• Optionality: Given the uncertainty around green hydrogen, partnerships allow companies to place multiple bets on different geographies, technologies, and use cases, raising the probability of access to a market-winning solution. The value of optionality likely explains why many partnerships in Exhibit 1 are looser collaborations that can evolve into JVs as markets crystalize.


As the volume of green hydrogen partnerships grows, a common set of participants are emerging (Exhibit 2). Renewable energy utilities, oil and gas companies (who are seeking to diversify into “energy companies”), and pure-play green hydrogen project developers find themselves partnering at essentially every step of the value chain, seeking to bring the entire industry into existence in parallel. They’re joined by technology providers, who offer the engineering and equipment to generate green hydrogen and use it as a fuel; infrastructure partners, who enable it to be shipped; and customers, who can apply it to decarbonize their own business, from steel to mining to mobility (including aircraft, locomotives, and vehicles).

Exhibit 2: Emerging Value Chain Collaborators

Multiple elements in emerging green H2 value chain, with opportunities to partner across value chain Ankura Joint Ventures and Partnerships

Source: Ankura
© Ankura. All Rights Reserved.

Despite common participants, the partnering looks very different depending on where companies primarily reside in the value chain. Those that view industrial-scale green hydrogen production as a core strategic objective are partnering differently than players who view green hydrogen as an enabler for their broader business.

Industrial-Scale Hydrogen Production

Despite a handful of partnerships focused solely on funding, building, and operating a production plant, most companies focused on industrial-scale hydrogen production are being pulled to partner across the entire value chain, driving a significant share of new green hydrogen partnerships (Exhibit 3):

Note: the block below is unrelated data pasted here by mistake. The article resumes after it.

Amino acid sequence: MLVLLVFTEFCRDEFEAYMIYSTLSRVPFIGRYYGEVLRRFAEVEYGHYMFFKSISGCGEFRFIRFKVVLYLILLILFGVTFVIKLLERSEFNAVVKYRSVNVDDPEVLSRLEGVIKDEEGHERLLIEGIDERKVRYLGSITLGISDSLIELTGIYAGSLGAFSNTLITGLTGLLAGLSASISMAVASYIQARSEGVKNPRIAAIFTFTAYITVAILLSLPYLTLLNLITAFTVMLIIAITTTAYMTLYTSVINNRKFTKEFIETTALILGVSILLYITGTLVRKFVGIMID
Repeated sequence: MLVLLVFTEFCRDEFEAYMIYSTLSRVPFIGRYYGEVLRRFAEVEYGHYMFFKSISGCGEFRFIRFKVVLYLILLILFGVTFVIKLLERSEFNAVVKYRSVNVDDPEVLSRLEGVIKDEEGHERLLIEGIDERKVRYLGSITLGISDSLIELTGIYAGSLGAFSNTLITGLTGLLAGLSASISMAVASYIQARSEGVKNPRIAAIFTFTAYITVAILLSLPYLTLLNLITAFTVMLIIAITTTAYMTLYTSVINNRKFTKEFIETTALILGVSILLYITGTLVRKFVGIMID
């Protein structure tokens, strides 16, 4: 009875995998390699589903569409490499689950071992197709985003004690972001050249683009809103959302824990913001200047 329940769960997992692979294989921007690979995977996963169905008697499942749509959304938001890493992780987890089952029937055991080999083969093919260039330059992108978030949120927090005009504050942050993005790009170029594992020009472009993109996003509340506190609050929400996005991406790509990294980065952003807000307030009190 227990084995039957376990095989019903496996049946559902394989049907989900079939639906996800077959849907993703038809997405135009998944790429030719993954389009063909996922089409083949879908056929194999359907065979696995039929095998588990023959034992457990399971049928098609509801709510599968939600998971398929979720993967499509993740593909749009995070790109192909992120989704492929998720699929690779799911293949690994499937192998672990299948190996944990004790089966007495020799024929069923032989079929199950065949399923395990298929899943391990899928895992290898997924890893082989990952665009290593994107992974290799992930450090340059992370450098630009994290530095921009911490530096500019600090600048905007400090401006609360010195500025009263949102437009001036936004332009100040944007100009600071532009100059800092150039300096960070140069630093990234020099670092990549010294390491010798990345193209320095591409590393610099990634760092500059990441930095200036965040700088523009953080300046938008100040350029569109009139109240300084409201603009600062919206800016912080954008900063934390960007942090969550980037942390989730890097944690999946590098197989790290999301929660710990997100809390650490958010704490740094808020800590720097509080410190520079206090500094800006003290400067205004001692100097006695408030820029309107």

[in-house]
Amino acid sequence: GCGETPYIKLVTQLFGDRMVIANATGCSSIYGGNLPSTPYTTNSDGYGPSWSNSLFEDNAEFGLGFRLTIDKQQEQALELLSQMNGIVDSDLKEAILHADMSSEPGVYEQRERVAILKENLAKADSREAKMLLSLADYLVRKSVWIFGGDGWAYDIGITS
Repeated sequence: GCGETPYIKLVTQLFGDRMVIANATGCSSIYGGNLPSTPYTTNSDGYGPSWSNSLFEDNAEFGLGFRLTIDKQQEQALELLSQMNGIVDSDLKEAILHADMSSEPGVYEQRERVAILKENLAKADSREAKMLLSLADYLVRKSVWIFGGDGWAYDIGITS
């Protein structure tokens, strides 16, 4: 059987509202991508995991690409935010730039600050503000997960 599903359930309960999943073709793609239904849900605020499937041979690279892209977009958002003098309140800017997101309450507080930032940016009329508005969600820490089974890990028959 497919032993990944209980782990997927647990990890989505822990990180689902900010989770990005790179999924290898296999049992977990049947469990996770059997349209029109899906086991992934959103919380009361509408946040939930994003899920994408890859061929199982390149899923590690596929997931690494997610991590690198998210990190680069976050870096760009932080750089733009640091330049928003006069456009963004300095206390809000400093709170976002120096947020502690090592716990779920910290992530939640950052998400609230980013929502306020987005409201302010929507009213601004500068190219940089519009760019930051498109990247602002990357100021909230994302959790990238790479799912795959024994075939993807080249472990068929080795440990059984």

Exhibit 3: Partnering Pressure on Green Hydrogen

Green hydrogen producers are pulled to partner in every value chain direction Ankura Joint Ventures and Partnerships

Source: Ankura
© Ankura. All Rights Reserved

  • Backward – Integrating with Renewable Energy: With renewable energy the foundational input – and cost – to green hydrogen, producers are partnering to secure affordable renewable energy at scale. This ranges from arms-length commercial arrangements locking in volumes and pricing under a PPA, to JVs where renewable providers take an equity stake in a green hydrogen production facility and provide green energy at advantaged pricing, to JVs that develop, operate, and maintain integrated renewable energy and green hydrogen production facilities.

    One of the largest and most advanced examples of the latter is the Asian Renewable Energy Hub in Western Australia between BP, InterContinental Energy, CWP Global, Vestas and Pathway Investments (plus local indigenous groups and energy research institutes) to generate 26GW of renewable power for 1.8 million tons of green hydrogen and 10 million tons of green ammonia annually.

    As an intermediate step before committing to a specific project, hydrogen producers are entering into joint development agreements with green energy companies to explore a slate of specific opportunities or forming broad alliances with them to investigate all future opportunities as they arise. In the UAE, renewable energy and green hydrogen producers have gone further and consolidated their activities into Masdar, turning it into a 3-way JV (43% ADNOC, 33% Mubadala, 24% TAQA) that plans to drive a single coordinated approach to UAE’s domestic hydrogen projects as well as global partnerships for green hydrogen production.
  • Down – Integrating with Equipment / Process Suppliers: Affordable green hydrogen production is also dependent on access to electrolyzers (or alternative technology like methane pyrolysis) at an acceptable cost and scale, leading green hydrogen producers to partner with equipment and process suppliers to guarantee access to equipment and gain cost improvement
    from scale.